Oprah Winfrey apologises for her ‘major’ role in ‘diet culture’

‘I want to acknowledge that I have been a steadfast participant in this diet culture,’ Winfrey says

Brittany Miller
New York
Friday 10 May 2024 22:04 BST
Oprah Winfrey apologises for her role in diet culture

Oprah Winfrey has been reflecting on her role in the weight-loss community.

On Thursday 9 May, the 70-year-old former talk show host starred in a three-hour special on YouTube with WeightWatchers called “Making the Shift,” where she discussed changing diet culture alongside actresses Rebel Wilson and Amber Riley. Winfrey specifically touched on the way she felt about herself and how the extreme lengths to lose weight ended up being projected onto others through her show.

“I want to acknowledge that I have been a steadfast participant in this diet culture,” she said in the special. “Through my platforms, through the magazine, through the talk show for 25 years and online, I’ve been a major contributor to it. I cannot tell you how many weight-loss shows and makeovers I have done and they have been a staple since I’ve been working in television.”

She reflected on one time during her talk show, when she’d brought out a red wagon that was filled with pounds of fat, an episode she said she regrets letting air. The fat represented the amount of weight she had lost while being on a liquids-only diet.

“I’ve shared how that famous wagon of fat on The Oprah Show is one of my biggest regrets. It sent a message that starving yourself with a liquid diet set a standard for people watching that I nor anybody else could uphold,” Winfrey said.

“The very next day I began to gain the weight back... That wagon of fat moment was set into motion after years and years of thinking that my struggle with my weight was my fault and it has taken me even up until last week to process the shame I felt privately as my very public yo-yo diet moments became a national joke.”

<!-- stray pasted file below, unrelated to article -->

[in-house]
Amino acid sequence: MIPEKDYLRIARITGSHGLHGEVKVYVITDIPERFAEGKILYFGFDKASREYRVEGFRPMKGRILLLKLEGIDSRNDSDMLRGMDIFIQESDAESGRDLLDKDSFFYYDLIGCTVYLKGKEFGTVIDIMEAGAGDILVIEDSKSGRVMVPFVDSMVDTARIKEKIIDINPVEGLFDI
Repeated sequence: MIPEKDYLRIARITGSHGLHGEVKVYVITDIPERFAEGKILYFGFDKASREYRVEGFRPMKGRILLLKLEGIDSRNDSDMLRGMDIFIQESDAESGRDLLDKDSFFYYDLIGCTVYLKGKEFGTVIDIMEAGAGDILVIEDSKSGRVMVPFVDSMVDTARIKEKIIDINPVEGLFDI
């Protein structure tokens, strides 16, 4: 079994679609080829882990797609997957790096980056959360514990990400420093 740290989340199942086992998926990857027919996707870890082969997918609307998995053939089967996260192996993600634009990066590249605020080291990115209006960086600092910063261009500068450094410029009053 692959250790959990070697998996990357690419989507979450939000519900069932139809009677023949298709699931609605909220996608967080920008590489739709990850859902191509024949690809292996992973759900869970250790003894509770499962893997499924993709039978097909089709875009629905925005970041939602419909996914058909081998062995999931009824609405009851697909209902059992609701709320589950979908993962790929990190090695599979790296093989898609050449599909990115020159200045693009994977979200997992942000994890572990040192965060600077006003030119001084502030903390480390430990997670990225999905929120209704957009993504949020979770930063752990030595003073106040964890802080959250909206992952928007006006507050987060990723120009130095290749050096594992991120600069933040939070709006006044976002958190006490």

Earlier this year, Winfrey announced she was resigning from her position on the board of WeightWatchers after nearly a decade and would be donating her shares to the National Museum of African American History and Culture.

“I look forward to continuing to advise and collaborate with WeightWatchers and CEO Sima Sistani in elevating the conversation around recognising obesity as a chronic condition, working to reduce stigma, and advocating for health equity,” she said in the company’s press release.

“Weight Health is a critically important topic and one that needs to be addressed at a broader scale. I plan to participate in a number of public forums and events where I will be a vocal advocate in advancing this conversation,” Winfrey added.

The Oscar winner later revealed during an episode of Jimmy Kimmel Live that she made the decision to resign because of her March TV special called ​​“An Oprah Special: Shame, Blame and the Weight Loss Revolution” which aired in March and in which she talked about prescription weight loss medications.

“I decided that, because this special was really important to me and I wanted to be able to talk about whatever I want to talk about, and WeightWatchers is now in the business of being a weight health company that also administers drug medications for weight,” Winfrey said on the show. “I did not want to have the appearance of any conflict of interest.”

Prior to her special, Winfrey admitted in an interview with People that she had used an unnamed weight loss medication and praised the medication for even being an option for those struggling with weight loss and obesity.

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